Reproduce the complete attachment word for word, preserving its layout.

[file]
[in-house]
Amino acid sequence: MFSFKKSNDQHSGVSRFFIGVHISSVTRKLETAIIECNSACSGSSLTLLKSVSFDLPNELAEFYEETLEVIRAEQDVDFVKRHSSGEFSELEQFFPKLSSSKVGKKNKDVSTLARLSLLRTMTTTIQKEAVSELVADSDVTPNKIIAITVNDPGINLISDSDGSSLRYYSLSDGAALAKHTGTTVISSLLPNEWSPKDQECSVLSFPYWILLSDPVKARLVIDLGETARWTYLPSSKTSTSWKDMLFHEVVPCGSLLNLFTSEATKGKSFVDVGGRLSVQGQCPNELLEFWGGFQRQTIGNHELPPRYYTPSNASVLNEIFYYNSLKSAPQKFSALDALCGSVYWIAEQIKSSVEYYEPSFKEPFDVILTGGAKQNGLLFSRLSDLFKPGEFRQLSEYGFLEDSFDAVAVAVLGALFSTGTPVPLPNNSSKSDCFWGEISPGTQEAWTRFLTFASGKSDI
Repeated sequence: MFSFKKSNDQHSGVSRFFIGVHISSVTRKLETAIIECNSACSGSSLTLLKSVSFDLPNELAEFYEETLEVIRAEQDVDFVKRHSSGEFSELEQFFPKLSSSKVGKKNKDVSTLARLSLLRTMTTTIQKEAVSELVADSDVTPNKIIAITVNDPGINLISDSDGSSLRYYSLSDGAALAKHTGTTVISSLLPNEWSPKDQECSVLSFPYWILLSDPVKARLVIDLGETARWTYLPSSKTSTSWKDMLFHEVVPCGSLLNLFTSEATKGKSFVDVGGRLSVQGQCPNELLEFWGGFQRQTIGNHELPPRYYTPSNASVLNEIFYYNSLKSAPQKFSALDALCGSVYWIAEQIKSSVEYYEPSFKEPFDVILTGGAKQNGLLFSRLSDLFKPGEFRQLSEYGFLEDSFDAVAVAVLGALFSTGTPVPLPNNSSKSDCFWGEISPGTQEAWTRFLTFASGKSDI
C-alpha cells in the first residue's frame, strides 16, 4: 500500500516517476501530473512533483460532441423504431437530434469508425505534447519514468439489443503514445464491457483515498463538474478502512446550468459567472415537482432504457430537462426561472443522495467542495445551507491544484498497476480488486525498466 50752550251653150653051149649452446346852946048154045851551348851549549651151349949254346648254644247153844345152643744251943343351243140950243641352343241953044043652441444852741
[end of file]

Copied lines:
[in-house]
Amino acid sequence: MFSFKKSNDQHSGVSRFFIGVHISSVTRKLETAIIECNSACSGSSLTLLKSVSFDLPNELAEFYEETLEVIRAEQDVDFVKRHSSGEFSELEQFFPKLSSSKVGKKNKDVSTLARLSLLRTMTTTIQKEAVSELVADSDVTPNKIIAITVNDPGINLISDSDGSSLRYYSLSDGAALAKHTGTTVISSLLPNEWSPKDQECSVLSFPYWILLSDPVKARLVIDLGETARWTYLPSSKTSTSWKDMLFHEVVPCGSLLNLFTSEATKGKSFVDVGGRLSVQGQCPNELLEFWGGFQRQTIGNHELPPRYYTPSNASVLNEIFYYNSLKSAPQKFSALDALCGSVYWIAEQIKSSVEYYEPSFKEPFDVILTGGAKQNGLLFSRLSDLFKPGEFRQLSEYGFLEDSFDAVAVAVLGALFSTGTPVPLPNNSSKSDCFWGEISPGTQEAWTRFLTFASGKSDI
Repeated sequence: MFSFKKSNDQHSGVSRFFIGVHISSVTRKLETAIIECNSACSGSSLTLLKSVSFDLPNELAEFYEETLEVIRAEQDVDFVKRHSSGEFSELEQFFPKLSSSKVGKKNKDVSTLARLSLLRTMTTTIQKEAVSELVADSDVTPNKIIAITVNDPGINLISDSDGSSLRYYSLSDGAALAKHTGTTVISSLLPNEWSPKDQECSVLSFPYWILLSDPVKARLVIDLGETARWTYLPSSKTSTSWKDMLFHEVVPCGSLLNLFTSEATKGKSFVDVGGRLSVQGQCPNELLEFWGGFQRQTIGNHELPPRYYTPSNASVLNEIFYYNSLKSAPQKFSALDALCGSVYWIAEQIKSSVEYYEPSFKEPFDVILTGGAKQNGLLFSRLSDLFKPGEFRQLSEYGFLEDSFDAVAVAVLGALFSTGTPVPLPNNSSKSDCFWGEISPGTQEAWTRFLTFASGKSDI
C-alpha cells in the first residue's frame, strides 16, 4: 500500500516517476501530473512533483460532441423504431437530434469508425505534447519514468439489443503514445464491457483515498463538474478502512446550468459567472415537482432504457430537462426561472443522495467542495445551507491544484498497476480488486525498466 50752550251653150653051149649452446346852946048154045851551348851549549651151349949254346648254644247153844345152643744251943343351243140950243641352343241953044043652441444852741